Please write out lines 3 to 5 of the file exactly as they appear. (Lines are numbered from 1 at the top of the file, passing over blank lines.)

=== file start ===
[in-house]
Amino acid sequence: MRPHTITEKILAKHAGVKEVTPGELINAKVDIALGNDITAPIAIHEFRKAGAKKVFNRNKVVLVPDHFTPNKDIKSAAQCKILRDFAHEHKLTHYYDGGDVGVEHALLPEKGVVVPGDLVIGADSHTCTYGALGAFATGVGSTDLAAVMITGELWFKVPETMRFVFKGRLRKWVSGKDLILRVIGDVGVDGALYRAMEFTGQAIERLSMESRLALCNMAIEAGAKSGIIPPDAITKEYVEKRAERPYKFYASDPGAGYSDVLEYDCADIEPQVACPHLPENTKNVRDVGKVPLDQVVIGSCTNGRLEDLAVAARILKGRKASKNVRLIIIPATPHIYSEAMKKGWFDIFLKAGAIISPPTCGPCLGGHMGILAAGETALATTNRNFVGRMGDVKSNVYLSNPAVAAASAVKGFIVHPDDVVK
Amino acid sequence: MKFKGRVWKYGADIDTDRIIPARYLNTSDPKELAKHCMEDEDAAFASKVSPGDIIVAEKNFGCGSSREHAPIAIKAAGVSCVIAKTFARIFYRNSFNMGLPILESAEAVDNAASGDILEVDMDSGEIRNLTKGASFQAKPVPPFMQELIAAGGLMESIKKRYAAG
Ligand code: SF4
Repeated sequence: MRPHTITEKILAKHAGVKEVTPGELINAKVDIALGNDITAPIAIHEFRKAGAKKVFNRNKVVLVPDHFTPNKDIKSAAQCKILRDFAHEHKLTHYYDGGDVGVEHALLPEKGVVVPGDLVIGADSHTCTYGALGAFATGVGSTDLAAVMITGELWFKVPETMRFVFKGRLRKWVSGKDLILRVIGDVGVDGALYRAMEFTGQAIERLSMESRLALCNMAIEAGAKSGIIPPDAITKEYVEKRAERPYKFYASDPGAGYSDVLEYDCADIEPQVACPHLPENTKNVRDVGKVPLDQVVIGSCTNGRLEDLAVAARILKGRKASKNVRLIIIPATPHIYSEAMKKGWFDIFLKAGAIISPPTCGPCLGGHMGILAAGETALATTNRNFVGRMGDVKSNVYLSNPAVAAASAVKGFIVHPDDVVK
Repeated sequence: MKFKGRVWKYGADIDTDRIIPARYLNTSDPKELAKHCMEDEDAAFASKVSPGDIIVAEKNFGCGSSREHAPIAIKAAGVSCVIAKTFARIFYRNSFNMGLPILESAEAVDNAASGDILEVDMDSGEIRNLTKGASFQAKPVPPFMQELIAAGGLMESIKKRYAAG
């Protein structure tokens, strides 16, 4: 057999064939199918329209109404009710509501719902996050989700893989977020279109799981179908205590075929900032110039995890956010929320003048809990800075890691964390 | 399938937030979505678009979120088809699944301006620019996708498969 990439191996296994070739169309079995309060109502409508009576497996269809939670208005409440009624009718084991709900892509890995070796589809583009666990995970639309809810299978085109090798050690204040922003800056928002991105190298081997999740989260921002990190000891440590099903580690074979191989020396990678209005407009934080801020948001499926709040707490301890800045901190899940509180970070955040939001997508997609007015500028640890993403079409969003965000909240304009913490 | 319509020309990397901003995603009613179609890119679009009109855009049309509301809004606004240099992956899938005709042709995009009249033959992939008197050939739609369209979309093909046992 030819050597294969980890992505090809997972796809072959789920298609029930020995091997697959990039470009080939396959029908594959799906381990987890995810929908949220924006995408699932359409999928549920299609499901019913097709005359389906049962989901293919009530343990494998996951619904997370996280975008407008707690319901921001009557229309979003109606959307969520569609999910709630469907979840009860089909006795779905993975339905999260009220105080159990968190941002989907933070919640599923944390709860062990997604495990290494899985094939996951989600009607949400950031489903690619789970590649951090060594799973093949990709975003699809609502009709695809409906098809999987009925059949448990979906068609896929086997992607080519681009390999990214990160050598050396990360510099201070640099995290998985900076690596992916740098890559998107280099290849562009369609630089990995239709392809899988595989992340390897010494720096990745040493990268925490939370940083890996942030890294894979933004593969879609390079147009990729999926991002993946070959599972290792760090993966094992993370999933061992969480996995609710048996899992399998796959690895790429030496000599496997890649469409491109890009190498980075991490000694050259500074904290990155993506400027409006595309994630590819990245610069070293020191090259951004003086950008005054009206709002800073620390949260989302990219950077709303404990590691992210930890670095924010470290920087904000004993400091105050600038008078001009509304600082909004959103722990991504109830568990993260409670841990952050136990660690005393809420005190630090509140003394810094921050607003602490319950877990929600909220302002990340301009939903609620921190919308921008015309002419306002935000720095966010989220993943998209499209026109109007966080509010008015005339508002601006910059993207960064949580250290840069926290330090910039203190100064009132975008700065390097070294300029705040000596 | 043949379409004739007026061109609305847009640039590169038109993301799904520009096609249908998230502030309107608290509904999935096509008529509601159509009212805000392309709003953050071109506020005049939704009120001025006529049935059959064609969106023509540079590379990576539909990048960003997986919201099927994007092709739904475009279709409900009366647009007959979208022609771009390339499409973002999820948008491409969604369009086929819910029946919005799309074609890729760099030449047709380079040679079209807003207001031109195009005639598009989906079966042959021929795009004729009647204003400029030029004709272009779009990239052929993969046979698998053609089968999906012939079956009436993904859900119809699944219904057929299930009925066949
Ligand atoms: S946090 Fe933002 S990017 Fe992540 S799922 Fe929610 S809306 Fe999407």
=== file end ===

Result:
Amino acid sequence: MKFKGRVWKYGADIDTDRIIPARYLNTSDPKELAKHCMEDEDAAFASKVSPGDIIVAEKNFGCGSSREHAPIAIKAAGVSCVIAKTFARIFYRNSFNMGLPILESAEAVDNAASGDILEVDMDSGEIRNLTKGASFQAKPVPPFMQELIAAGGLMESIKKRYAAG
Ligand code: SF4
Repeated sequence: MRPHTITEKILAKHAGVKEVTPGELINAKVDIALGNDITAPIAIHEFRKAGAKKVFNRNKVVLVPDHFTPNKDIKSAAQCKILRDFAHEHKLTHYYDGGDVGVEHALLPEKGVVVPGDLVIGADSHTCTYGALGAFATGVGSTDLAAVMITGELWFKVPETMRFVFKGRLRKWVSGKDLILRVIGDVGVDGALYRAMEFTGQAIERLSMESRLALCNMAIEAGAKSGIIPPDAITKEYVEKRAERPYKFYASDPGAGYSDVLEYDCADIEPQVACPHLPENTKNVRDVGKVPLDQVVIGSCTNGRLEDLAVAARILKGRKASKNVRLIIIPATPHIYSEAMKKGWFDIFLKAGAIISPPTCGPCLGGHMGILAAGETALATTNRNFVGRMGDVKSNVYLSNPAVAAASAVKGFIVHPDDVVK